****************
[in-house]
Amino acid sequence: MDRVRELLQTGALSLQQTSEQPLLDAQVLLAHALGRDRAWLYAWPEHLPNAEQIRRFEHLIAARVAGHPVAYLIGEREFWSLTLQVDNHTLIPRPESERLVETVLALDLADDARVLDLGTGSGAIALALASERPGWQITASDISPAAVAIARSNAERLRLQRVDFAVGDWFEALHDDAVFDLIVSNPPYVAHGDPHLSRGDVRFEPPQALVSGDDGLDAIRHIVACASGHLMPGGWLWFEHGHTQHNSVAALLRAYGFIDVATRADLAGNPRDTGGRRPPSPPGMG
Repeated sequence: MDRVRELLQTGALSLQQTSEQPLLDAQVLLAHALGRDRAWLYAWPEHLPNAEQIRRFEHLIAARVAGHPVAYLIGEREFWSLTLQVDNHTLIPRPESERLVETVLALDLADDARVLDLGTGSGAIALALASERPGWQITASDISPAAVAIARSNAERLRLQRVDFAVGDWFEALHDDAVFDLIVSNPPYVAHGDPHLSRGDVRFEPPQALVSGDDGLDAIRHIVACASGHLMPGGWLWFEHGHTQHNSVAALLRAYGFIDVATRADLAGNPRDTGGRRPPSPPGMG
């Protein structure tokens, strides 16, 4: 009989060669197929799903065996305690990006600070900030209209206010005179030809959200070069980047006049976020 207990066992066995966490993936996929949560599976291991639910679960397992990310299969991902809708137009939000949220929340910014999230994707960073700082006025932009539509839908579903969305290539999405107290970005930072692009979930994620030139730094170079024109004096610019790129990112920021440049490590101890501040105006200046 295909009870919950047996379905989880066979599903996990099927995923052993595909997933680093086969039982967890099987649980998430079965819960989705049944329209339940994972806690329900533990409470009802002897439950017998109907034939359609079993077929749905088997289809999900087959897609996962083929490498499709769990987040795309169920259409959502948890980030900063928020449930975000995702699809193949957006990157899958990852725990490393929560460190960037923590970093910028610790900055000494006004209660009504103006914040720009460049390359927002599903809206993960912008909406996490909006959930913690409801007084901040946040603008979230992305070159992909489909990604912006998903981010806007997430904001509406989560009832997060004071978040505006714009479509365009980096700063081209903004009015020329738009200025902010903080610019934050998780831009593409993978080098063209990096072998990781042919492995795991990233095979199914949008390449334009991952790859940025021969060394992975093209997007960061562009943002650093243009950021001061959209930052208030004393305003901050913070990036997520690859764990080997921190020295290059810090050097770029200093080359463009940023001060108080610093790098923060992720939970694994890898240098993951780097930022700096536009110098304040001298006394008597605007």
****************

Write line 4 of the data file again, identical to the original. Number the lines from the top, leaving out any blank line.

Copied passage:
């Protein structure tokens, strides 16, 4: 009989060669197929799903065996305690990006600070900030209209206010005179030809959200070069980047006049976020 207990066992066995966490993936996929949560599976291991639910679960397992990310299969991902809708137009939000949220929340910014999230994707960073700082006025932009539509839908579903969305290539999405107290970005930072692009979930994620030139730094170079024109004096610019790129990112920021440049490590101890501040105006200046 295909009870919950047996379905989880066979599903996990099927995923052993595909997933680093086969039982967890099987649980998430079965819960989705049944329209339940994972806690329900533990409470009802002897439950017998109907034939359609079993077929749905088997289809999900087959897609996962083929490498499709769990987040795309169920259409959502948890980030900063928020449930975000995702699809193949957006990157899958990852725990490393929560460190960037923590970093910028610790900055000494006004209660009504103006914040720009460049390359927002599903809206993960912008909406996490909006959930913690409801007084901040946040603008979230992305070159992909489909990604912006998903981010806007997430904001509406989560009832997060004071978040505006714009479509365009980096700063081209903004009015020329738009200025902010903080610019934050998780831009593409993978080098063209990096072998990781042919492995795991990233095979199914949008390449334009991952790859940025021969060394992975093209997007960061562009943002650093243009950021001061959209930052208030004393305003901050913070990036997520690859764990080997921190020295290059810090050097770029200093080359463009940023001060108080610093790098923060992720939970694994890898240098993951780097930022700096536009110098304040001298006394008597605007």